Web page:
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David Alan Mura

Born: 1952 in North Chicago (Great Lakes) Illinois
Pen Name: David Mura

Connection to Illinois: Mura was born and raised in Chicago. He went to Niles West High School.

Biography: David Mura is a poet, memoirist, essayist, playwright, writer of fiction, performance artist, and literary critic. He now lives in Minneapolis, MN.


Primary Literary Genre(s): Fiction; Non-Fiction; Poetry

Primary Audience(s): Adult readers


Selected Titles

A Male Grief: Notes on Pornography and Addiction
ISBN: 0915943271 OCLC: 18327882


This is an essay on the relationship between pornography and addiction. It starts with the premise that some individuals may be addicted to pornography and explores the origins and nature of that addiction.

A Stranger's Journey: Race, Identity, and Narrative Craft in Writing
ISBN: 0820353469 OCLC:

University of Georgia Press 2018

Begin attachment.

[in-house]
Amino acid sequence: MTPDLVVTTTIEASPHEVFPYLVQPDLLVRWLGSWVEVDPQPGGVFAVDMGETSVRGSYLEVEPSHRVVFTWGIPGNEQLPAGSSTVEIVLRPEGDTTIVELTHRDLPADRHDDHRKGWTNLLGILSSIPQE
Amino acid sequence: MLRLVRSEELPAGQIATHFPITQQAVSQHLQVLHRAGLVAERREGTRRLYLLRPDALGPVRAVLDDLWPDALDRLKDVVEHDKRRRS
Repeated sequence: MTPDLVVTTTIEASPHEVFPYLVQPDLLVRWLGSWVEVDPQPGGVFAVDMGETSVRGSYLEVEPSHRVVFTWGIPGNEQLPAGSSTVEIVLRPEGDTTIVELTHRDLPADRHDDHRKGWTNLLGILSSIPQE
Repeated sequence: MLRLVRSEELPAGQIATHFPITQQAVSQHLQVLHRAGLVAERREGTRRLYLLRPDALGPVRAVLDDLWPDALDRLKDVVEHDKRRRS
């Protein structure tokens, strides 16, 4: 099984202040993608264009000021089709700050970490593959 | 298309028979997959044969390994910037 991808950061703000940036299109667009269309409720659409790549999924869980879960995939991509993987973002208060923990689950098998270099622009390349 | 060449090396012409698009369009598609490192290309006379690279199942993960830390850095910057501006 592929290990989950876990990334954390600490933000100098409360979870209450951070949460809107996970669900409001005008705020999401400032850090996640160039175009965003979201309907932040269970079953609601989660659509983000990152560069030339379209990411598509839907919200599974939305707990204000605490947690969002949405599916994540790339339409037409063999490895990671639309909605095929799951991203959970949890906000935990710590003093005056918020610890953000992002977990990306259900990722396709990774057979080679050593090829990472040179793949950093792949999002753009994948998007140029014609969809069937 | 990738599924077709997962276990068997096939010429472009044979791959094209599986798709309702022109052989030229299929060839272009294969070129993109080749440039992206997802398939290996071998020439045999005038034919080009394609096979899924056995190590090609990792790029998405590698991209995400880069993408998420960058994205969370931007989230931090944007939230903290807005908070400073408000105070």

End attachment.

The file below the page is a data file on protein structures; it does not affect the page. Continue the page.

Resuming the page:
Long recognized as a master teacher at writing programs like VONA, the Loft, and the Stonecoast MFA, with A Stranger’s Journey, David Mura has written a book on creative writing that addresses our increasingly diverse American literature. Mura argues for a more inclusive and expansive definition of craft, particularly in relationship to race, even as he elucidates timeless rules of narrative construction in fiction and memoir. His essays offer technique-focused readings of writers such as James Baldwin, ZZ Packer, Maxine Hong Kingston, Mary Karr, and Garrett Hongo, while making compelling connections to Mura’s own life and work as a Japanese American writer. In A Stranger’s Journey, Mura poses two central questions. The first involves identity: How is writing an exploration of who one is and one’s place in the world? Mura examines how the myriad identities in our changing contemporary canon have led to new challenges regarding both craft and pedagogy. Here, like Toni Morrison’s Playing in the Dark or Jeff Chang’s Who We Be, A Stranger’s Journey breaks new ground in our understanding of the relationship between the issues of race, literature, and culture. The book’s second central question involves structure: How does one tell a story? Mura provides clear, insightful narrative tools that any writer may use, taking in techniques from fiction, screenplays, playwriting, and myth. Through this process, Mura candidly explores the newly evolved aesthetic principles of memoir and how questions of identity occupy a central place in contemporary memoir.